May 25, 2015 Leave a comment
There’s the old story of Satan holding a garage sale where he offered a variety of his tools for sale to any demons who stopped by. There were tools of anger, lust, fear, lying, and so many more. A demon noted a tool in Satan’s garage that didn’t have a price on it and so he inquired what Satan might be selling it for. Satan replied, “That tool’s not for sale. It’s my most effective tool against God’s people.” What’s the tool?” the demon asked. Satan replied, “Discouragement.”
I’ve dealt with discouragement at various times through my years of pastoral ministry. I’ve asked myself if there’s any record of Jesus being discouraged. To my knowledge, there isn’t.
There are many accounts of Jesus being disappointed. Remember the story of Jesus coming down off the mountain top experience of being transfigured into His heavenly glory before Peter, James, and John? The remaining nine disciples had attempted an exorcism on a boy and had failed. When Jesus arrived the religious leaders immediately called His attention to the failure of His followers. “Jesus answered, ‘O faithless and twisted generation, how long am I to be with you and bear with you?‘” (Luke 9:41) Sounds like Jesus was disappointed, even exasperated.
Then there was the time when the disciples forgot to pack a lunch and Jesus used it as a teachable moment. He then said to them, “Do you still not understand? Don’t you remember the five loaves for the five thousand, and how many basketfuls you gathered? Or the seven loaves for the four thousand, and how many basketfuls you gathered? How is it you don’t understand that I was not talking to you about bread? But be on your guard against the yeast of the Pharisees and Sadducees.” (Matthew 16:9-11) His disappointment clearly comes through the printed text. It seems there were plenty of times when Jesus was disappointed, but never discouraged.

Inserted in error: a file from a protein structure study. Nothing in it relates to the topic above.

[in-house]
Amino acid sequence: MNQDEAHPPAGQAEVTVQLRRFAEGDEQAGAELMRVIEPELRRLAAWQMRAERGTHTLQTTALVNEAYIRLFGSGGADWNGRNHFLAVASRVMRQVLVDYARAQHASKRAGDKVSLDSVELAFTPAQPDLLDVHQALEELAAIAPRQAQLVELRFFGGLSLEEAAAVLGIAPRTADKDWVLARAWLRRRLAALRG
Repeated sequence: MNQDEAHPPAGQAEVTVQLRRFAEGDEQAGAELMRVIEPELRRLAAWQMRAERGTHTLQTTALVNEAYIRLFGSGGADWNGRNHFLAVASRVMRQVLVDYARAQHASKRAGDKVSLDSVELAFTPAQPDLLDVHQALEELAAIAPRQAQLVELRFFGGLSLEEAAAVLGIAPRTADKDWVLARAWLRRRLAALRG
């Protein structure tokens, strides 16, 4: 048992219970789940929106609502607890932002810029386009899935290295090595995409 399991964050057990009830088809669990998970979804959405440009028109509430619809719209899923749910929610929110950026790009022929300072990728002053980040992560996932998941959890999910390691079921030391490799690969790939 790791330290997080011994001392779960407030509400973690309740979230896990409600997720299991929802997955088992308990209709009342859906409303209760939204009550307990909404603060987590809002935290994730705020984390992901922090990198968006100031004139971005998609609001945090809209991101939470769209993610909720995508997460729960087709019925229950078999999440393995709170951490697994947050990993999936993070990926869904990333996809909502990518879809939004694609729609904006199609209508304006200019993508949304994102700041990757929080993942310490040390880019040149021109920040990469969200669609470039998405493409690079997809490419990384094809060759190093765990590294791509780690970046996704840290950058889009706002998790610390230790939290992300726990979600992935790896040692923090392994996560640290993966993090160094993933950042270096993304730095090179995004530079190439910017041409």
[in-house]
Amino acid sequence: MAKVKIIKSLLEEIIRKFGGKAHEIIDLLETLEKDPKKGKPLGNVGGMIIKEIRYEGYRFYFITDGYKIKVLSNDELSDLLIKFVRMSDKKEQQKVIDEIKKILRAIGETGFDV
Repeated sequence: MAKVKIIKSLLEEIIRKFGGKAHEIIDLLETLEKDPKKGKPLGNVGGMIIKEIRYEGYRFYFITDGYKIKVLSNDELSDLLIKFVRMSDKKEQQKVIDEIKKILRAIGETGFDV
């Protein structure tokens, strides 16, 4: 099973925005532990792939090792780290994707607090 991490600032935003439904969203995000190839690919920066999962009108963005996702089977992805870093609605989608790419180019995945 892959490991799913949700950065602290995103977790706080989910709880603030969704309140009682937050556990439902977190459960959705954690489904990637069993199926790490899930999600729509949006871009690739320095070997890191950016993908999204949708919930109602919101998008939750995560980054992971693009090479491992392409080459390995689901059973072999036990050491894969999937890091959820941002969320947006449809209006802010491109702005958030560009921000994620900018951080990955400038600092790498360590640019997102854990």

I infer from this that to be disappointed is not a sin but that discouragement is, for the perfect Son of God was disappointed but not discouraged. My own experience confirms this. Disappointment has rarely brought me to a conviction of having sinned, but being discouraged, upon honest and sometimes prolonged reflection, has brought me to such a conviction. I’ve come to realize that being disappointed is usually prompted by the outcome of circumstances surrounding me or the behavior of people around me. Discouragement, on the other hand, comes from an inadequate or wrong view of God. If I really trusted Him for what was happening to me, that He has His reasons and purposes, then I wouldn’t be discouraged, perhaps personally disappointed, but not discouraged.
I’ve come to realize that discouragement is the fear that I’ve lost control and there is no way things are going to turn out well. Such fear of what has happened and what seems to be an inevitably bad outcome is based on a lack of faith that God is still on His throne and in full command.
As a follower of Jesus, and a servant of His, I seek to be like Him. This means I am willing to embrace disappointment because I live in an imperfect world but will reject discouragement because I serve a perfect Lord who is still in ultimate control and gives me the courage to keep from being discouraged.
“Do not be afraid; do not be discouraged.” (Joshua 8:1, 10:25, 1 Chronicles 22:13, 28:20, 2 Chronicles 20:15, 17, 32:7)